Tom Wheeler and Net Neutrality

Tom Wheeler is the 31st chairman of the Federal Communications Commission. He has held the position since November 2013, and arguably the biggest issue the FCC has faced in this time is over whether to preserve Net Neutrality. Net Neutrality has been in the news a lot in the last few years, and it has become one of those phrases that people throw around. But what exactly is it?

Net Neutrality CartoonNet Neutrality is the principle that information sent across the Internet must be treated equally, or neutrally. Access to some data should not be prioritized over other data. Internet Service Providers (ISPs) should not be able to charge certain companies more to transmit their data, and the ISPs should not be able to block any content or data either. Basically, Net Neutrality is what it sounds like: an open and neutral Internet.

What the ISPs would like to do is charge certain companies more to access an internet “fast lane” that would allow that company’s clients, users or subscribers faster download times for the data sent over those “fast lanes.” If a company was unwilling or unable to pay these extra charges their data would be sent at a slower speed making download times longer. The ISP’s would also like to be able to block certain content, say person-to-person torrent sharing sites like The Pirate Bay, from being accessed by their clients.

There was much debate as to whether or not the FCC would support net neutrality or if they would support the business interests of the ISPs. Chairman Tom Wheeler, a former cable company lobbyist, was thought not to support net neutrality; so many people thought the FCC would also not support it.

Net NeutralityHowever, on February 26, 2015 the FCC declared that they would classify the Internet as a telecommunications service instead of an information service. This will place it under the protections of the Communication Act of 1934 and the Telecommunication Act of 1996. They published a large document outlining the new rules for the broadcast of the internet, and Chairman Wheeler wrote a blog post on the FCC website saying, “the FCC today has taken an important step that should reassure consumers, innovators and the financial markets about the broadband future of our nation.”

And the Internet rejoiced! Well, except for Jeb Bush. And Fox News. And Rush Limbaugh. These technological masterminds are all very worried that the new regulations will staunch growth in the industry because what sort of company would want to fund expansion if they knew they weren’t going to be able to gouge their current customers and double charge the content companies?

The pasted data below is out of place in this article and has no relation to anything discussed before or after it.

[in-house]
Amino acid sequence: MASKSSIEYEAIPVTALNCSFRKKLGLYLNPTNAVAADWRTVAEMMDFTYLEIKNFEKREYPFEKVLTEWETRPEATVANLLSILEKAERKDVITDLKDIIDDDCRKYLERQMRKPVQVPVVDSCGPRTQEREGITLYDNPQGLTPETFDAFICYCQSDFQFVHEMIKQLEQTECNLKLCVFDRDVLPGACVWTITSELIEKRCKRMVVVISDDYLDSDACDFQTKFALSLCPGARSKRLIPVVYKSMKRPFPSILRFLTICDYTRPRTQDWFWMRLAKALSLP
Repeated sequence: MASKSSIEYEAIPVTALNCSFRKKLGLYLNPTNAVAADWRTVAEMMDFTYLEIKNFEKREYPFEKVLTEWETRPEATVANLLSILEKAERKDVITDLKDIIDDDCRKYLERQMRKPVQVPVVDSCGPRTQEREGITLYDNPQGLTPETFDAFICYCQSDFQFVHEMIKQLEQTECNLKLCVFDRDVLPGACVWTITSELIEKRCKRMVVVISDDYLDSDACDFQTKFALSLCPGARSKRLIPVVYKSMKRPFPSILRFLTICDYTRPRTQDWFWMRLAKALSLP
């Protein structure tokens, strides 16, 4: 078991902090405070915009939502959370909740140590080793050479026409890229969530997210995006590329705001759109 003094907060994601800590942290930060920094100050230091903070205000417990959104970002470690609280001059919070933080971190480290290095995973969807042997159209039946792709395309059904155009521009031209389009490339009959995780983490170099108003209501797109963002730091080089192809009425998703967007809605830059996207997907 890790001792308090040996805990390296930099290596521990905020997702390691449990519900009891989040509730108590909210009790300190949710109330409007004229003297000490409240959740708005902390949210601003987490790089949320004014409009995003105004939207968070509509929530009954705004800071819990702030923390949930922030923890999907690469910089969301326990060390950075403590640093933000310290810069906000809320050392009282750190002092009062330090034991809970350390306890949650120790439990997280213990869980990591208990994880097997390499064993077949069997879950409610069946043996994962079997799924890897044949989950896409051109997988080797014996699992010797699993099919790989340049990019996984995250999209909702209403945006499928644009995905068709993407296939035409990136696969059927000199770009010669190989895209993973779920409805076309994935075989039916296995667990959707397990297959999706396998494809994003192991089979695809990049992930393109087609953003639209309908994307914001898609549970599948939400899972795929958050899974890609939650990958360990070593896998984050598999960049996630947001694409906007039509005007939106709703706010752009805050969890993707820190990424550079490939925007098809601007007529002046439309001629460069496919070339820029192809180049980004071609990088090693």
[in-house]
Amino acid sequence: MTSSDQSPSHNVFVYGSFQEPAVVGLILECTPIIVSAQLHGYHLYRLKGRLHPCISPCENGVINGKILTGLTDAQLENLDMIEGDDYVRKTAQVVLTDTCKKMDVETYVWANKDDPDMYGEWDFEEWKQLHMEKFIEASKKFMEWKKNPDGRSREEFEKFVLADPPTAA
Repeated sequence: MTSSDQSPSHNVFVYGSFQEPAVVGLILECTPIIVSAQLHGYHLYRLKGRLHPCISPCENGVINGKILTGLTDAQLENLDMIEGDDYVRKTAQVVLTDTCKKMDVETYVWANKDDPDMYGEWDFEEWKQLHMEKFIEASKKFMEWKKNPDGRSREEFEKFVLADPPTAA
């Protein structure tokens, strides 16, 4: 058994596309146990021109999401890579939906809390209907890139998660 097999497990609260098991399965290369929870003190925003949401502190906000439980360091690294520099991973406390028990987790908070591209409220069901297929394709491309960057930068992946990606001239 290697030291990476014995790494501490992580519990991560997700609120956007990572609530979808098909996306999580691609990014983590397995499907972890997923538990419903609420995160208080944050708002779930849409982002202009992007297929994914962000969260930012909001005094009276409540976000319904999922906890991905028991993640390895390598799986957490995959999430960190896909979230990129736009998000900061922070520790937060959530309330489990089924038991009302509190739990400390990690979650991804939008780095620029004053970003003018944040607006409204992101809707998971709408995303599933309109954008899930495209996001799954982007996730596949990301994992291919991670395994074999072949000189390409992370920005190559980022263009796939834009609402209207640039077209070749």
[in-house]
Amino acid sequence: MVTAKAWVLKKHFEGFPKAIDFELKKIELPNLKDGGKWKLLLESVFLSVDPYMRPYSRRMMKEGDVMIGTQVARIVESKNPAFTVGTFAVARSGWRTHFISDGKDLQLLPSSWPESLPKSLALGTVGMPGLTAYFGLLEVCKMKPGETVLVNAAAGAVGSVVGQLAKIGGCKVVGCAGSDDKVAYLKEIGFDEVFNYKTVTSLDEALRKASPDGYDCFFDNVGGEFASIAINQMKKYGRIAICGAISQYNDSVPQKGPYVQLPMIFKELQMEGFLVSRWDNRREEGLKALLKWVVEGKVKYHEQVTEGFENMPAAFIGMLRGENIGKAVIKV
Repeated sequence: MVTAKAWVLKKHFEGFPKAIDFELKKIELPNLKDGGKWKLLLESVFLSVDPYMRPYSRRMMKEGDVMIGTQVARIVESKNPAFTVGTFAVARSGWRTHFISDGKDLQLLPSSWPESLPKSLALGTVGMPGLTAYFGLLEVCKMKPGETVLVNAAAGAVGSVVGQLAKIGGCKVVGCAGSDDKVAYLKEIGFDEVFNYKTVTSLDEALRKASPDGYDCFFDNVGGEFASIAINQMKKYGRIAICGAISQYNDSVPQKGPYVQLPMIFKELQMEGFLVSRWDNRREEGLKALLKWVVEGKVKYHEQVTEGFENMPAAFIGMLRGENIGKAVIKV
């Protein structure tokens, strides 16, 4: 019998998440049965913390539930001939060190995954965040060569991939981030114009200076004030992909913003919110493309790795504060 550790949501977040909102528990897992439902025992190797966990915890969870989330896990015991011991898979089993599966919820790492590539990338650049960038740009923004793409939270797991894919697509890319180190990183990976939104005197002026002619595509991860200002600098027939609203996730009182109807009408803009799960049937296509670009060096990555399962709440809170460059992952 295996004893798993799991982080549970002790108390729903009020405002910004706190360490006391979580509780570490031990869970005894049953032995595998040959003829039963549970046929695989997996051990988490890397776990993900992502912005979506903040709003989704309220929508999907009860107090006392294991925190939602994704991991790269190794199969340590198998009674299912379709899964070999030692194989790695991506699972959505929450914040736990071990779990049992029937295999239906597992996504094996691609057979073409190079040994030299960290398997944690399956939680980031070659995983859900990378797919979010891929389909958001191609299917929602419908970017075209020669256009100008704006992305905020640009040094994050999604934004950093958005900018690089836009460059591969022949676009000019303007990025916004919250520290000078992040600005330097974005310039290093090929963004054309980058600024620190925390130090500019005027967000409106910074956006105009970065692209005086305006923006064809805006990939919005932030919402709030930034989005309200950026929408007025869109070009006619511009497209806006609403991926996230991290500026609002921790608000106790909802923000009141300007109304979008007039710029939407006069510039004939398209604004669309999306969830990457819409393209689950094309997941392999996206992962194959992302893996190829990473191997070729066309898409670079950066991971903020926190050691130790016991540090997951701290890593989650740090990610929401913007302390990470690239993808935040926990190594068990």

What sort of companies indeed. Chairman Wheeler writes from his blog again, “The ISPs’ consumer revenue streams tomorrow will be the same as they were yesterday. I believe this is why Sprint, T-Mobile, Frontier Communications, and Google Fiber, along with hundreds of smaller phone company ISPs have said they would continue to invest under the Commission’s modern regulatory approach.”

Will these new rules indeed inhibit development by our ISPs or, can we, as Chairman Wheeler thinks, look forward to, “a broadband future of investment and expansion?” Will these rules stand? For now, it seems so.

Sommer Darland

Justin *Kan* Make Your Startup a Success

Justin Kan knows his startups. At age 23 he started a website for lifecasting. In 2011 he launched the world most popular e-sports streaming site. In 2012 he created a westcoast website he would flip immediately. He’s been around the block once or twice, creating success after success. So, how does he do it?

justin KanJustin graduated from Yale with a love for technology. At the same time, he also loves going to parties and having fun. These two interests ignited an idea, a “lifecast.” With the $50,000 he received from the Y Combinator, a startup funder, he created Justin.tv, a website where he streamed what he did, as he did it, in real time. Justin turned himself into an online personality and would do the same for others. By 2008, Justin.tv would have over one million visitors and over 60 channels of other people lifecasting themselves.

In 2011 Justin Kan began work on a video game streaming website. The market for video game streaming and social websites had been tried and failed. None were able to gain any real traction and work in the long term. This would not be the case for Twitch.tv. Twitch has grown and has since become the place for amatuer and professional gamers alike to stream their content. Esports has found their home in Twitch, with League of Legends, Dota 2, and Counter Strike airing on the website regularly. In 2014, this startup was sold for $960 million to Amazon and continues to grow.

These two massive products have created a few guidelines Justin says to follow. First and foremost: pay attention to the user experience. The community is what matters and will be what grows the startup. Making money is important, and is needed for any successful startup, but getting a strong fan base should take priority at all times.

Next comes the money. Passion projects are great, but you need to make money at some point. This means that creators need to build in order to flip. Make the project, foster a community, and find out how to make money without sacrificing those that support it. Startup founders need to keep iterating and perfecting on the project to improve the experience and ways to profit.